The United States made gold coins for general circulation until 1933, and these coins were minted in denominations ranging from one-dollar up through twenty-dollars.
Here’s a list of old, cheap gold coins that coin collectors love:
- Type 1 Liberty Gold Dollar (1849 to 1854) $200 and up
- Type 2 Small Indian Head Gold Dollar (1854 to 1856) $300 and up
- Type 3 Large Indian Head Gold Dollar (1856 to 1889) $250 and up
- Liberty Head Quarter Eagles ($2.50 coin; 1840 to 1907) $320 and up
- Indian Head Quarter Eagles (1908 to 1929) $300 and up
- Liberty Head Half Eagles ($5 coin; 1839 to 1908) $400 and up
- Indian Head Half Eagles (1908 to 1929) $420 and up
The Bottom Line…
As you can see, there are U.S. gold coins to suit practically any budget.
There are plenty of beautiful, cheap gold coins that can be had for under $500.
Perhaps the best gold coins for a coin collector or coin investor on a strict budget are American gold eagles and common pre-1934 U.S. gold coins. These can be had for as little as $200 to $500 each in some cases.
Rare U.S. gold coins cost several thousand dollars but, being rare, bring the owner some potential profit when selling (note the word potential… there are no guarantees in coin investing!)
Commemorative gold coins can be had for under $500 right now. (Commemorative gold coins are legal tender but not intended for circulation.) These coins honor special people, places, and events.
The key to getting the best value for your money when buying gold coins (or any coins) is to know what you’re buying and to only purchase coins from reputable coin dealers.
I’m the Coin Editor here at TheFunTimesGuide. My love for coins began when I was 11 years old. I primarily collect and study U.S. coins produced during the 20th century. I’m a member of the American Numismatic Association (ANA) and the Numismatic Literary Guild (NLG) and have won multiple awards from the NLG for my work as a coin journalist. I’m also the editor at the Florida United Numismatists Club (FUN Topics magazine), and author of Images of America: The United States Mint in Philadelphia (a book that explores the colorful history of the Philadelphia Mint). I’ve contributed hundreds of articles for various coin publications including COINage, The Numismatist, Numismatic News, Coin Dealer Newsletter, Coin Values, and CoinWeek. I’ve authored nearly 1,000 articles here at The Fun Times Guide to Coins (many of them with over 50K shares), and I welcome your coin questions in the comments below!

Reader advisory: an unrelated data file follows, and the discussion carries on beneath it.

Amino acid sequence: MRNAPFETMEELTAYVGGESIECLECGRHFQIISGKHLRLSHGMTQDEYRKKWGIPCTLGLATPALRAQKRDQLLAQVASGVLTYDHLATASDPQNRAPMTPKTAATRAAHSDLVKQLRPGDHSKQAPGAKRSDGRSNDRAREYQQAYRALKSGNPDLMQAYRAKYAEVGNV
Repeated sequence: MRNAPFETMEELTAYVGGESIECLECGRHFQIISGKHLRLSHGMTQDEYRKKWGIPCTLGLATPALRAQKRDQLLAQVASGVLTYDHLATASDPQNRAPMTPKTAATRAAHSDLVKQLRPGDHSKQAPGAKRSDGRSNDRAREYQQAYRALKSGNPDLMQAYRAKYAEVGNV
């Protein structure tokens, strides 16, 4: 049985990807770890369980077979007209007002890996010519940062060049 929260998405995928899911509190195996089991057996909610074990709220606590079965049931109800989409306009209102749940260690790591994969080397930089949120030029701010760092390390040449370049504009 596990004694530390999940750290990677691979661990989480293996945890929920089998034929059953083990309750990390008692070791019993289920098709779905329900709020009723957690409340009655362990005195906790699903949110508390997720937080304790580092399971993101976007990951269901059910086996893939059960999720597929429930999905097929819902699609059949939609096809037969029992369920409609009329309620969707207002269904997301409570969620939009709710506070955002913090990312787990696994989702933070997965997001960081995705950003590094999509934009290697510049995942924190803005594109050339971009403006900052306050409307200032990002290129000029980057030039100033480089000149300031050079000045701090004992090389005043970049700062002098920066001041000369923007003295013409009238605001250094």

1 thought on “5 Cheap Gold Coins For Coin Collectors And Investors”
Ok Josh, this one really PISSES ME OFF (as I am sure it would annoy any collector). I found this 1983 Doubled Die Reverse (yay!!) that has suffered BADLY from what I am guessing is Verdigris (oh COME ON, MAN!!).
I am posting pics, you’ll be almost as disappointed as I am, such a shame, since where the damage ISN’T is actually in very good condition (Brown).
Any way to salvage ANY value from this coin (I doubt it)?? Professional “cleaning” or restoration? Acetone? Verdiclean? Is it worth it? PCGS puts a value on the coin even in grades below MS. If not worth it, any suggestions to at least clean it up and make it look halfway presentable? I am SO bummed.